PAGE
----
The Epic Morton’s Steak and Mondavi Wine Dinner Comes Once Every 40 Years
On Saturday, October 27, 2018, Morton and Mondavi came together in celebration of Morton’s 40 years in business. The event, titled “The Taste of Two Legends,” married -- as has been done countless times before -- food from Morton’s kitchen with wine from Mondavi’s vineyard. It was an event not to be missed, but if you missed it, here’s what we ate and drank. Guests were greeted by 40 year General Manager Raki Mehra and Regional Director Nicole Raftery.
The first Morton’s the Steakhouse opened in 1978. Business was not booming. Things did not go well. Then one day, after he gave a concert, Frank Sinatra dropped by, had a porterhouse, and proclaimed it the best steak he’d ever eaten. Next day, lines out the door.
That was the beginning of many openings of what owner Arnie Morton called “a steakhouse for the rich.” And Morton also put his imprint upon more pedestrian food culture in Chicago (he was a founder, with Mayor Jane Byrne, of Taste of Chicago) and even an influence on the Free Love movement (he was an early investor with Hugh Hefner in Playboy magazine).
It’s steak, however, upon which Morton built his empire, and Morton’s now has over 70 national and international locations. To this day, the restaurant continues to serve up some of the most magnificent meat on the planet.
While Morton was serving up sizzling steaks in Chicago, the Mondavi family of Napa Valley was slowly building up the drink that many think is the ideal complement to a juicy steak: red wine, specifically Cabernet Sauvignon, but also many other red meat-friendly wines.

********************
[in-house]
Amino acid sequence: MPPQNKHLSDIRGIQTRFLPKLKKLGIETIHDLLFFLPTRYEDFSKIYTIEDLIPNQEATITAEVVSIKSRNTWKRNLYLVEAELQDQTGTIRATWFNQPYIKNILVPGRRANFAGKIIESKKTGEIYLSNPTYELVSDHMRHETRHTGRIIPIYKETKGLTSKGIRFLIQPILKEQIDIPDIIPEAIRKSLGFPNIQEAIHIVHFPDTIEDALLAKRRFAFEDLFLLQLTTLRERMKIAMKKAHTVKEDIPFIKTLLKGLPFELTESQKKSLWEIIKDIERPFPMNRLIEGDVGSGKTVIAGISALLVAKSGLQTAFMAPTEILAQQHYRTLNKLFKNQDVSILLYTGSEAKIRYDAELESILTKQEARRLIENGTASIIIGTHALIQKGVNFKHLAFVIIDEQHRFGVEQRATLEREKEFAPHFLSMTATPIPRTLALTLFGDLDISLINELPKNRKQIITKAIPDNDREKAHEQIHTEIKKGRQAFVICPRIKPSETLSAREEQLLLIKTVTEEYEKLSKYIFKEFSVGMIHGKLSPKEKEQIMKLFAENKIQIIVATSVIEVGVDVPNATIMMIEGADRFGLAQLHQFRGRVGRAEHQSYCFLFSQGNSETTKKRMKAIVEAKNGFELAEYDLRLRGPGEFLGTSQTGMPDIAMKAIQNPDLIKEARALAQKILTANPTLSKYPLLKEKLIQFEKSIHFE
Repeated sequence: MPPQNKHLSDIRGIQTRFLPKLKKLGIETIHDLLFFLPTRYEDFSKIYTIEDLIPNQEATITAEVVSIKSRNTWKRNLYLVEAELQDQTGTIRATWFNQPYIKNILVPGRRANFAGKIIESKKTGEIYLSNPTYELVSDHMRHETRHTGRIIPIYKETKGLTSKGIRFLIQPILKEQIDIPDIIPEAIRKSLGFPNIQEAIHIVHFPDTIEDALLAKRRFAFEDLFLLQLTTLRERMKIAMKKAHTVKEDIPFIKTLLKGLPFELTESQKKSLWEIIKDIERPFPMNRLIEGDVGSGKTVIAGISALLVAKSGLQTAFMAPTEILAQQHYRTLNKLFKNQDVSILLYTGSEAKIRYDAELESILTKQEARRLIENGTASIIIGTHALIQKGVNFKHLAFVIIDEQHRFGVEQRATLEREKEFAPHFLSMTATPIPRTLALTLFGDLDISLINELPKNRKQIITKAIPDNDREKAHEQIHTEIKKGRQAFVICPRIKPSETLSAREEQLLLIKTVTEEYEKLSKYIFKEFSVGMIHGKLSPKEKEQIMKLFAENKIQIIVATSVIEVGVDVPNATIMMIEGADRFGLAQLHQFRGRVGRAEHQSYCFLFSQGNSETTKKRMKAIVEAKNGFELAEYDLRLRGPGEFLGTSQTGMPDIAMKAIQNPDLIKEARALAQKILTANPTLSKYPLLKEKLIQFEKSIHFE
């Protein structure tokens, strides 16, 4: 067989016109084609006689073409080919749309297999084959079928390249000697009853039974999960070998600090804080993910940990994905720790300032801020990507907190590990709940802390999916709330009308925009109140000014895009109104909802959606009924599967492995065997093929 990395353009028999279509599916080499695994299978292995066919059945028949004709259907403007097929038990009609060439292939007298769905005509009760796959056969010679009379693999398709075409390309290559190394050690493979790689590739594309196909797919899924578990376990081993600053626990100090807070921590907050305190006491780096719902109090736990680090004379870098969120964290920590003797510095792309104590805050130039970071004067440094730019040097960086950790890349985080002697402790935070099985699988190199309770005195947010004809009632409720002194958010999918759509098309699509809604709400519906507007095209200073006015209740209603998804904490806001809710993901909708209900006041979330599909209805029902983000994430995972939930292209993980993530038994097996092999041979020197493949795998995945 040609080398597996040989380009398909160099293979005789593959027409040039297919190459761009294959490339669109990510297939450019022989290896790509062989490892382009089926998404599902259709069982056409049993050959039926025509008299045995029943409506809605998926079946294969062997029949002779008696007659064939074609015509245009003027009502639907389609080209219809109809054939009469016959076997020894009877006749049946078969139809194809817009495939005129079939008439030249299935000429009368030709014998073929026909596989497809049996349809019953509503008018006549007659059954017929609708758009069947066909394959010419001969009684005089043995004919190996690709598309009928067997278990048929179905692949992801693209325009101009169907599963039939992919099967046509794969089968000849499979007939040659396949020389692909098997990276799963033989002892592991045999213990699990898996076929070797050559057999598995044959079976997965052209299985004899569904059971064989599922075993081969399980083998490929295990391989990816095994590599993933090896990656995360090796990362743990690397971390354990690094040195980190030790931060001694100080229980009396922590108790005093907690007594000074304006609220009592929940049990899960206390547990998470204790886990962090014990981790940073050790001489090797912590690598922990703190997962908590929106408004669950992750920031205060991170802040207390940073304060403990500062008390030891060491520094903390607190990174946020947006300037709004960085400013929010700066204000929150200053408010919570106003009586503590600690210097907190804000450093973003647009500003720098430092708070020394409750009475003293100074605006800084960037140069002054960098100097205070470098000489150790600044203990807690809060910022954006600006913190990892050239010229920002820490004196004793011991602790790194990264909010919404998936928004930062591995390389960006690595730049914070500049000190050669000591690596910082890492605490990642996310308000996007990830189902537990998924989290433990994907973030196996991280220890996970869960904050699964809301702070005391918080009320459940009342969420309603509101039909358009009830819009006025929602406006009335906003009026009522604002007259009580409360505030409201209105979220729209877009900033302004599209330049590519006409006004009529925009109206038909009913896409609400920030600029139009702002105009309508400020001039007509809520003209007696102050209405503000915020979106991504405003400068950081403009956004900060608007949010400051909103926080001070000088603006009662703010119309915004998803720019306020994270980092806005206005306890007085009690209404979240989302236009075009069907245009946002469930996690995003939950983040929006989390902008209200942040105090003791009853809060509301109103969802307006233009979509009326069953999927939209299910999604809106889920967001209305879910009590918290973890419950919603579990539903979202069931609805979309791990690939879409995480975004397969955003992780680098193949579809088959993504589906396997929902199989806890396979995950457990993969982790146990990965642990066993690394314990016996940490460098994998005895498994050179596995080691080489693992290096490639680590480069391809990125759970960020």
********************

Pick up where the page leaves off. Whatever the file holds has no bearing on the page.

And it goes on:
On Saturday, October 27, 2018, Morton and Mondavi came together in celebration of Morton’s 40 years in business. The event, titled “The Taste of Two Legends,” married -- as has been done countless times before -- food from Morton’s kitchen with wine from Mondavi’s vineyard. It was an event not to be missed, but if you missed it, here’s what we ate and drank.
The seafood course was a salad of buttery lobster, paired perfectly with a 2016 Emblem Chardonnay by Michael Mondavi, not from Napa but rather the Sonoma Coast. Crisp and clean, with notes of grapefruit and green apple, this wine has a slight butteriness that, with light hints of citrus, worked very well with the seafood.
An amuse bouche – butternut squash with crispy prosciutto – came next, and it was served with a special and extremely rare selection: 1977 Charles Krug Cabernet Sauvignon. One year older than Morton’s, this selection was low in tannins, making it a good match for the spoonful of creamy squash, with some notes of tobacco and stone fruit, very relaxed, much like the posse of older guys (including us) who sat around savoring it.
The beef course (there was steak at Morton’s! Surprise!) was a tour de force of beautiful red meat: a mound of medium strips of NY Strip, a ribeye cap (the juicy flavor of ribeye, the tenderness of tenderloin), and a clever deconstructed Beef Wellington, with filet, duxelle mushrooms, pate and puff pastry. This seem to be a table favorite, though the competition was stiff.
The accompanying wines were all from Napa and developed by different members of the Mondavi family: 2014 ‘M” Cabernet Sauvignon from Michael; Continuum Sage Mountain Red Blend, 2015, from Tim; and Charles Krug, V.5, Cabernet Sauvignon, 2015, from Marc and Peter Mondavi.
With the very well-curated cheese course, we sipped RAEN, Royal Saint Robert Pinot Noir, 2016, Sonoma Coast, from Dante and Carlo; Aloft, Cabernet Sauvignon, 2010, Napa, from Angelina, Alycia, Riana and Giovanna; and Fourth Leaf, Cabernet Sauvignon, Napa by Rob and Angelina Mondavi.
The wines, as you may have noticed, were a family effort.
There were maybe 60 people in attendance at Morton’s for this anniversary event, and if you were there (though we realize you probably were not), you would be remembering it as one of the most jaw-droppingly wonderful paired dinners ever, and it was probably only a team like Morton’s and Mondavi that could have pulled it off with such finesse.